The Guardian 27 April, 2005

Japan sparks protests
in China, South Korea

The Japanese Government’s plans to change Japan’s “Peace Constitution” and open the way for the use of Japanese troops against other countries is a contributing factor to the massive anti-Japanese demonstrations in China and South Korea.

In addition, the publication of a history of Japan’s invasion of China, Korea and other countries which glosses over the brutality of Japanese occupation and the visit by Japan’s Prime Minister to a shrine in which Japan’s war criminals are commemorated are seen as a deliberate move by Japan’s conservative Government to create tension in the region. The fear and instability created would then be used to justify the proposed Constitutional change.

The Australian media is playing up every negative aspect of the situation and, without justification, alleging that China-Japan relations have sunk to their lowest level in 30 years.

The media has taken its cue from John Howard, who has already gone on record with talk of an Australian-Japanese and US alliance and encouraged Japan to make the Constitutional changes so that Japan can play a role in the world to which it is “entitled”.

Firm and conciliatory

However, the reports by China’s Xinhua news agency of last week’s meeting between the Japanese and Chinese foreign ministers shows that China is both firm and conciliatory.

China’s Foreign Minister Li Zhaoxing, while saying that Japan should take “concrete actions” to face up to the history of the Japanese invasion of China, also stressed that the Chinese government and people attach great importance to the development of friendly and cooperative relations with Japan.

He told his Japanese guest that China hopes the two countries can co-exist peacefully, maintain friendship for generations to come, conduct co-operation on a mutually beneficial basis and seek common development.

He went on: “That will serve the long-term interests of the two countries as well as world peace, stability and development”.

Minister Li said that a correct view of history is a precondition for improving and developing China-Japan relations and that Japan should face up to and examine its history of invasion and stop doing things that would harm the feelings of the Chinese people.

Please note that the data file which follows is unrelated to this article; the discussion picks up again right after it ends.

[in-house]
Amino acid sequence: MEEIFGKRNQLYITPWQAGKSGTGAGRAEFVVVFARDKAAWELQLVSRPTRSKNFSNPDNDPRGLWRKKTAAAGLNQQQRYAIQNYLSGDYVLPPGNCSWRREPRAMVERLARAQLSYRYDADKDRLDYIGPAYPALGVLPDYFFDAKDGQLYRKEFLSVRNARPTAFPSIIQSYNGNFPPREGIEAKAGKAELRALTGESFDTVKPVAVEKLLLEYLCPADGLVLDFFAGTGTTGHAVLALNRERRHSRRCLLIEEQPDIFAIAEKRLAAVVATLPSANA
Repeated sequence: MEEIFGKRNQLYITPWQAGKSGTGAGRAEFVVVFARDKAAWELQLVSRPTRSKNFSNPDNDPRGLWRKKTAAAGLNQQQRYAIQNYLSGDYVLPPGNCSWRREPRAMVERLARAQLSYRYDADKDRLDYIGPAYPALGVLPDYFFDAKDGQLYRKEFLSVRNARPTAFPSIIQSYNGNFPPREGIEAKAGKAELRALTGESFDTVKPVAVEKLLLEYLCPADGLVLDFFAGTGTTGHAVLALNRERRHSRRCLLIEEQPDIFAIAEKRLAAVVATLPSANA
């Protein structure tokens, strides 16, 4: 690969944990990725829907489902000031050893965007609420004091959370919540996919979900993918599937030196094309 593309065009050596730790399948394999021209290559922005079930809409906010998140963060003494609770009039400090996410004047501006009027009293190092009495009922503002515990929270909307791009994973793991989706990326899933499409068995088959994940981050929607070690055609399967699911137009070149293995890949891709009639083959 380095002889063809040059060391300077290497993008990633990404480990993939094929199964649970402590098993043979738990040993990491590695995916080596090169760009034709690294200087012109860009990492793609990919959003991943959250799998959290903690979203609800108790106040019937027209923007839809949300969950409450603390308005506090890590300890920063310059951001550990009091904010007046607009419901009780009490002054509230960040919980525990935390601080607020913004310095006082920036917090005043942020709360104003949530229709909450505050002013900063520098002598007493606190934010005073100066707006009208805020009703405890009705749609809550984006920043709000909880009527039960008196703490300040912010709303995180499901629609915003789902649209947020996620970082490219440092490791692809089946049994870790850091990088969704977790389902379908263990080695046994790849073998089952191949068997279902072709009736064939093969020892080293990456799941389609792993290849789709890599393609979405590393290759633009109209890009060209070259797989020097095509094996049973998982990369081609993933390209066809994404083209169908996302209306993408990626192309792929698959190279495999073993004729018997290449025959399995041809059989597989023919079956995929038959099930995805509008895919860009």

Adhere to the spirit

Japan’s Foreign Minister Mac­himura Nobutaka responded by saying that the Japanese government will adhere to the spirit of “taking history as a mirror and looking forward to the future” and develop relations with China from the viewpoint of the overall situation of bilateral ties.

He admitted that Japan’s invasion of China had brought great damage to the Chinese people and said that the Japanese side feels deep regret for that and once again expresses deep remorse and apology.

Japan has again pledged to support the principle of “one China” and that Japan would render no support to “Taiwanese independence”. If adhered to these pledges would prohibit any involvement by Japan in any development regarding the reunification of Taiwan with China.

Both Foreign Ministers agreed that Sino-Japanese relations are important to both and the two sides should handle the relationship from long-term and strategic perspectives.

However contradictory messages have since emerged with Japan’s Prime Minister Koizumi extending an apology at the conference of heads of state on Asian and African leaders while, at the same time, a group of prominent Japanese politicians once again visited the shrine commemorating Japan’s war criminals.

Within Japan there is strong opposition to the proposal to remove the “Peace” clause (Article 9) from Japan’s Constitution.

The Japanese Communist Party is in the forefront of the campaign to stop the proposed change in the Constitution and is working with a number of other campaign organisations which have been set up with the same objective. The most recent organisation to join the campaign is one set up by public figures from Japan’s mass media. Journalists, TV personalities, scriptwriters, media poets, comic artists and others attended a meeting of 390 media figures.

A demonstration by 300 lawyers was held in Tokyo on April 6 to protest against the holding of a referendum which the government hopes will clear the way for the removal of Clause 9.

Fight wars abroad

Shii Kazuo, Japanese Com­munist Party Executive Committee Chair, said those pushing to revise the constitution want to turn Japan into a nation that “fights wars abroad.” He tied the effort to pressure from the United States, which is looking to keep a military foothold in Asia. “The move to revise Article 9 is closely connected with the rise of the glorification of Japan’s war of aggression”, Kazuo said. “Defending Article 9 is inseparable from efforts to defend human rights as well as democracy.”

Back to index page